I think we know where this story goes next. They said how do we get a tiki hut next to everybody that is cleaning beaches? That is exactly what they did. They realized that the Surf Riders are an incredible organization doing well but they are only on the coasts of the west coast and east coast. Mike and Bonnie said their sales are through the roof over here, but the inner part of the country its not there for us. They thought about other organizations, maybe similar, to where we can come side by side and support them. They found a company that cleans ponds and lakes inside. Inside the country. They partnered up and did the same thing. They supported those organizations. They donated their time and resources to their charitable organizations, etc. They began what is now known as Worthy Cause Marketing. I don’t know ow how many times on podcasts. You guys have heard me talk about Tom Shoes. Tom Shoes if this is your first podcast, is the fastest growing shoe company. Tom Shoes often, when you open the website, you see the owner sitting on a mountain, telling you that if you buy a pair of shoes on this website, you buy a pair of shoes for a child who does not have any.
Worthy Cause Marketing, the crux of it. The centerpiece has changed my company. We now have 6 (six) organizations that we tie 5% of gross revenue. I have made a conscience effort to focus time and energy on giving back on worthy causes. We don’t do any digital conference without a couple large organizations have 20 minutes on our stage. I say to my audience, anybody who gives money per month of ongoing contribution to these organizations, I will give you this weekend’s full videos that we normally charge $1000 to $2000 for free in exchange for your contribution. Worthy Cause Marketing is critical on so many levels because where the internet blinds us with all of the data and access points of quick access, leads, quick this and that. We kind of lose sight sometimes that relationships sell. Deep relationships sell deeply. There is no deeper relationship than worthy cause marketing.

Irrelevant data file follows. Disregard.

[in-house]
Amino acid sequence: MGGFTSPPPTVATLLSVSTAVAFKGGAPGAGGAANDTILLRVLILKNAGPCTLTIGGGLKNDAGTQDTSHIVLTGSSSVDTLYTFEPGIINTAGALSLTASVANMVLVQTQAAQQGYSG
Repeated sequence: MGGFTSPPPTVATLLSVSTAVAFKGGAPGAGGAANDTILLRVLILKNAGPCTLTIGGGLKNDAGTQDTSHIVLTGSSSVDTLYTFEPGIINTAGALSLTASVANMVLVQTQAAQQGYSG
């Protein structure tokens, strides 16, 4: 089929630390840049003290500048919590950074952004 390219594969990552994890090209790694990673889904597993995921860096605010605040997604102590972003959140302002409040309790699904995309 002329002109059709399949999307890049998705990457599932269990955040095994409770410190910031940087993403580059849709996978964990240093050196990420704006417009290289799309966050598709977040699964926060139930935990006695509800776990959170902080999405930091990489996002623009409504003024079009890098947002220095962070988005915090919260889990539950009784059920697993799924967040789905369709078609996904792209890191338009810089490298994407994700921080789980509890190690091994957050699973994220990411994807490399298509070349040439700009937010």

Do The Right Thing And Your Business Will Flourish
I was watching the Bulls last night. My wife used to be a cheerleader. I am hooked on it because of that. I was watching during the halftime that some of the Bulls and the founders were doing a Ronald McDonald House charitable contribution event. I am getting choked up right now because, they don’t do it for the business, and they do it because it is the right thing to do. When you do the right thing, you get more business. It is the law of reciprocity.
The point of this podcast is please go get the book called the Barefoot Spirit. It is one of the greatest business lessons of all time. It is tremendous. It is a great story. It is super funny, tragic, and awesome and of course it has a happy ending. But you have got to take the lesson in the book and I am going to do a podcast called two tracks. Keep the track you are on and if you are doing paper click, sales reps, direct mail, whatever it is that you use to generate revenue, that is your track. I am going to do a podcast called Two Tracks. Meaning, keep your track going, but maybe after my podcast you can add a second track. Something very deep, emotional, sincere. What are some options out there? What can you do in a way that you are doing it already? You can start opening doors to completely different audiences. You do it because not to sell products, but because it is the right thing to do. Mike and Bonnie Houlihan began with Surf Riders because it was the right thing to do. They did it when they couldn’t even afford to give away their wine. They did it because it was right.